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Cover for FIYAH #20: A Black girl crouches in the grass, hugging a dying android affectionately. A Fatal Error icon is hologrammed overhead

Artwork by Morgan Madeline

Story Previews

My apologies. Dr. Johnson, what was your role at Ari-Cal University during First Contact?

At the time of First Contact with the Collective I was a PhD student in astrobiology. Despite how it was fictionalized in Mechanoids, the field is in the geological science department. My focus was modeling planetary surface processes on Earth and using them to make reasonable assertions about the formation of other planets. It was serendipitous, really.

Why is that?

That encounter changed the entire course of my career. And I don’t mean the short-lived celebrity of having been present at First Contact. If I hadn’t seen Unit 77d haul itself over that rocky outcrop with my own two eyes, I doubt we’d be here having this conversation.

I was in the kitchen making Tressa’s favorite treat — smiley faces with blackberry jam on toast — when a heavy thud echoed from the laundry room, followed by a loud snap, then violent thrashing.

I dropped everything to see what was happening, though in my heart I already knew. When I reached the doorway, my worst fears were confirmed.

Nana flopped upon a mound of wet clothes near the washing machine, arms and legs flailing in every direction, her head banging repeatedly against the cement floor as foam bubbled from her mouth. She spoke in a gibberish that reminded me of the Neo-Holy Rollers I’d seen as a child. Possessed by the spirit of God, they spasmed violently and spoke in tongues on the floor of my grandmother’s church. But Nana was not in the throes of a religious fervor. She was malfunctioning.

Slip is three days out of market when he first fails to answer a question. Not a test, but what appears to be a genuine question.

He sits propped up against a machine that spits dark liquid into a brown-stained porcelain cup, wide face turned so that his eyes follow the human in drab grey clothes.

“Hey Slip,” the human says.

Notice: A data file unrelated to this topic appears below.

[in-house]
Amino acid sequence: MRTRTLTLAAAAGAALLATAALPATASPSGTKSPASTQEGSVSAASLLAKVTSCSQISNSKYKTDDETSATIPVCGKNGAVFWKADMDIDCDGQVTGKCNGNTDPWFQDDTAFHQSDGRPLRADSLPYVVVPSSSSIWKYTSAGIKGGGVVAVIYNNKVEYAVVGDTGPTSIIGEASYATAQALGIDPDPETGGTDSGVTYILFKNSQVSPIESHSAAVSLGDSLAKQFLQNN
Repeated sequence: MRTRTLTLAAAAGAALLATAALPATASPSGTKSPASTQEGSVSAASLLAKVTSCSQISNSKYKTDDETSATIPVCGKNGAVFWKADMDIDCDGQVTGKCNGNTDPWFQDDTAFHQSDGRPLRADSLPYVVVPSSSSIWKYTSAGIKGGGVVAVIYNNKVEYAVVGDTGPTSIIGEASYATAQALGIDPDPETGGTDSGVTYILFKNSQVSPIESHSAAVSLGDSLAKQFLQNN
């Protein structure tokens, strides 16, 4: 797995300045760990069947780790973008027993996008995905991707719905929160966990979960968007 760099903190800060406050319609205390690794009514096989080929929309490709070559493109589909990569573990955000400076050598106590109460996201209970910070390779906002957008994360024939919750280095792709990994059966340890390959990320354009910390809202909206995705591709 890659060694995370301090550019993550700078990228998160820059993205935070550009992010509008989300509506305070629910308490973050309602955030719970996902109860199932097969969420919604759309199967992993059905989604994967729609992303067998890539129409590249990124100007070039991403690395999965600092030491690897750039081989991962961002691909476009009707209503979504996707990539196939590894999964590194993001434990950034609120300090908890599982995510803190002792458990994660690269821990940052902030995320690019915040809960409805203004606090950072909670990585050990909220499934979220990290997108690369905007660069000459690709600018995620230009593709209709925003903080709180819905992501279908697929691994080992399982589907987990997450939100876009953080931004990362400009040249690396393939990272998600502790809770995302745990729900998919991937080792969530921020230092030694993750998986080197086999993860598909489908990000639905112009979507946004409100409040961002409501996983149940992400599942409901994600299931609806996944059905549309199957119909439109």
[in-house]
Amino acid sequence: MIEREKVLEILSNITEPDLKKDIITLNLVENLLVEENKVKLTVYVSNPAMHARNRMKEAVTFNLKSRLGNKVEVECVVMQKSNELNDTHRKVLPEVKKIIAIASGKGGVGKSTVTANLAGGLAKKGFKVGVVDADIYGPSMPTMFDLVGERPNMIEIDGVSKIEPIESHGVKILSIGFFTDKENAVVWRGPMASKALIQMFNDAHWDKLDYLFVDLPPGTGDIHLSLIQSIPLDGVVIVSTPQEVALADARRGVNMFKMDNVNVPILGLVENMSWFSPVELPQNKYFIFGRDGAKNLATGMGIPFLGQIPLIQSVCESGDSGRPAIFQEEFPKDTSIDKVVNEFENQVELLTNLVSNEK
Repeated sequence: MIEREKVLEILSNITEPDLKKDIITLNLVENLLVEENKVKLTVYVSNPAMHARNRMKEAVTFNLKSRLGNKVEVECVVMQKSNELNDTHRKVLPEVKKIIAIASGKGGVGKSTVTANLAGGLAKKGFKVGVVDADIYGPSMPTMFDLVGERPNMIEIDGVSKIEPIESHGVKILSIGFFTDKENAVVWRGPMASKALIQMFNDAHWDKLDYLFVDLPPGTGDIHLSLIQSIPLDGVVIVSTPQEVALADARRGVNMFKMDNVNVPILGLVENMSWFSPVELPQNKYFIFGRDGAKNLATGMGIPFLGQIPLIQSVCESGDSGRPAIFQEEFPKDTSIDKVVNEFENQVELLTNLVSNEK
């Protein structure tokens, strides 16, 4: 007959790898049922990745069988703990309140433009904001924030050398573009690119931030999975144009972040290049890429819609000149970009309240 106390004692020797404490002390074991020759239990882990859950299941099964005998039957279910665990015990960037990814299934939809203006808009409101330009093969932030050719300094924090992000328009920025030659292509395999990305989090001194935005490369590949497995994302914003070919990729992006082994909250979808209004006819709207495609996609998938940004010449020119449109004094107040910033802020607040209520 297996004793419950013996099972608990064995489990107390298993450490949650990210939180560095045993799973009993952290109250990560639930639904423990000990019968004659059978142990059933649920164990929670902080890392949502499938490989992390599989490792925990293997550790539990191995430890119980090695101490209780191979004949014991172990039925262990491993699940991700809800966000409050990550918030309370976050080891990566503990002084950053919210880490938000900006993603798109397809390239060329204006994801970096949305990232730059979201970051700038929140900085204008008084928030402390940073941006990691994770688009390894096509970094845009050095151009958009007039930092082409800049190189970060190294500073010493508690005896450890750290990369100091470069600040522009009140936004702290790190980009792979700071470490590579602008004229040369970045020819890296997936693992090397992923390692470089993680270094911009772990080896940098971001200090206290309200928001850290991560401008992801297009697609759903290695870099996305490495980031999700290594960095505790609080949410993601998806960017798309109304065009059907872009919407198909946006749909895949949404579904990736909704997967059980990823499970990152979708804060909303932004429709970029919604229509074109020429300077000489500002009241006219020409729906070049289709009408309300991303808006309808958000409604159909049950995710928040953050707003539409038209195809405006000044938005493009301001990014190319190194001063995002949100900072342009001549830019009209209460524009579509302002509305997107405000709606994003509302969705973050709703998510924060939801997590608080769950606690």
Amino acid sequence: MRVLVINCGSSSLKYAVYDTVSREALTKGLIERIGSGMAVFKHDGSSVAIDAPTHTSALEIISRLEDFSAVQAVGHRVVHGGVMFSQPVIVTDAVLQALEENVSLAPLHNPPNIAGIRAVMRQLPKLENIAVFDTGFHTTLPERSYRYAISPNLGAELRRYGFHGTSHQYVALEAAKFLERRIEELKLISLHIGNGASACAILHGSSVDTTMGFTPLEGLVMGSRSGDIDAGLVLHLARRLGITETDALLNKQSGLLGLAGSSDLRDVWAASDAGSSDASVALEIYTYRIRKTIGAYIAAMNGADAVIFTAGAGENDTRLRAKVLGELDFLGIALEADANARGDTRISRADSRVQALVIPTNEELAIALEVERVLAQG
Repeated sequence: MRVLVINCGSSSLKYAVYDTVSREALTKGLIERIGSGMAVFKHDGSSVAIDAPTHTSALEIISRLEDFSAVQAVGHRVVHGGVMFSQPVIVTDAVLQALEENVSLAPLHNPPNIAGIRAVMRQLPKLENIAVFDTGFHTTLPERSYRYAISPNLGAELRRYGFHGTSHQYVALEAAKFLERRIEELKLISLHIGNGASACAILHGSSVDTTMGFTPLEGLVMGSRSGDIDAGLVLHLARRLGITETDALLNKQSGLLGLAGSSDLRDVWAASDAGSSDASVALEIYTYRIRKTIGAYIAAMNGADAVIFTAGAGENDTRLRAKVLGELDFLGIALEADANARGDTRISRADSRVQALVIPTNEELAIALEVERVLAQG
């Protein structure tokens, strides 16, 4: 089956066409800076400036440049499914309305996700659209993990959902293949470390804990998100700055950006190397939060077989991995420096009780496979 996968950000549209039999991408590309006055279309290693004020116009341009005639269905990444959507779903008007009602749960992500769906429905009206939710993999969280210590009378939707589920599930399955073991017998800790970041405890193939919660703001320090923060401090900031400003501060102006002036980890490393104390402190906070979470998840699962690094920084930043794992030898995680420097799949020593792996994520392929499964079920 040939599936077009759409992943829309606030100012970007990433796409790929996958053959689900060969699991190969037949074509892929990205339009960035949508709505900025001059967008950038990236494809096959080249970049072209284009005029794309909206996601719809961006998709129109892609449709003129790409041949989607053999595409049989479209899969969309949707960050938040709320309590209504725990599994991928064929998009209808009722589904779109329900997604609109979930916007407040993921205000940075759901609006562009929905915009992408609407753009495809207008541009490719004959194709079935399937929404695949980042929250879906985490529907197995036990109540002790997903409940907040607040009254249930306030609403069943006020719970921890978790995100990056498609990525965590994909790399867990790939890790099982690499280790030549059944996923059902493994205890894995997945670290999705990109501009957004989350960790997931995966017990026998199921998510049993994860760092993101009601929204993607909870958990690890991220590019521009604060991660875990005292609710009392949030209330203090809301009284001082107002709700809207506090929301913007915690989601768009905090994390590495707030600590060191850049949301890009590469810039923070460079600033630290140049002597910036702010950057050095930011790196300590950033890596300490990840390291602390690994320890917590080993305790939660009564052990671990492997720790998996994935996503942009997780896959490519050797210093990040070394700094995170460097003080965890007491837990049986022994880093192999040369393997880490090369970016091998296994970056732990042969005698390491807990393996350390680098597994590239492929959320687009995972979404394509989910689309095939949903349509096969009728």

Slip lights up green, flickering to attention.

Marv is the first human outside of the facility that Slip has interacted with. The first day, Marc had carried Slip tucked between his forearm and chest. When they reached the car, Marv places Slip in the seat beside him and wrapped a cord across the length of his body. The top of the cord covered Slip’s eyes, and he spent several moments unable to see past it and Marv’s long hair as he fiddled around with it.

The twelfth shuttle taxi stopped — or maybe the thirteenth — Jazz couldn’t be sure. All he knew was he could at last lower his thumb. He climbed into the backseat, placing his trumpet case beside him, and lowered the door. Ahead, the human pilot sat hunched against the console. The windows darkened due to the section of asteroid laden space.

“Thank you.” Jazz put on his seatbelt. It bore what looked to be oil stains or dried blood. He couldn’t tell in the cabin’s low light.

“You been waitin’ awhile?” The bald driver didn’t turn around. “Folks don’t like picking up bots out here. To me, credit is credit, no matter who it comes from. It all spends the same.”

Jazz let the words wash over him. The shuttles that blasted past reminded him of how much they feared and loathed his kind. One couple had even slowed down to make sure he knew — if there was any doubt.

The sharp buzz of Malik’s alarm tore through his brain like lightning, jolting him awake.

Best foot forward, best foot forward, the alarm repeated. He instinctively reached for the back of his neck where the source of the incessant noise was embedded. As soon as his nails dug into skin, he stopped. The Permit had to be closer to the bundle of nerves in the spine. Too much blood and sinew, although he considered tanking the pain and ridding himself of it. But then how would he get the better paying jobs?

Best foot forward!

The alarm only stopped once he planted both feet on the ground and stood. Groggily, he steadied himself. The alarm ceased. His employer forced him to install the Permit in order to work. He had to be on-call, and the Permit ensured it.

Poem: Explaining Bot Fight to Bhabi by Abu Bakr Sadiq

Poem: When I fell apart my mother put me back together by Renee Christopher

Essay: “The Answer” by KL Burd

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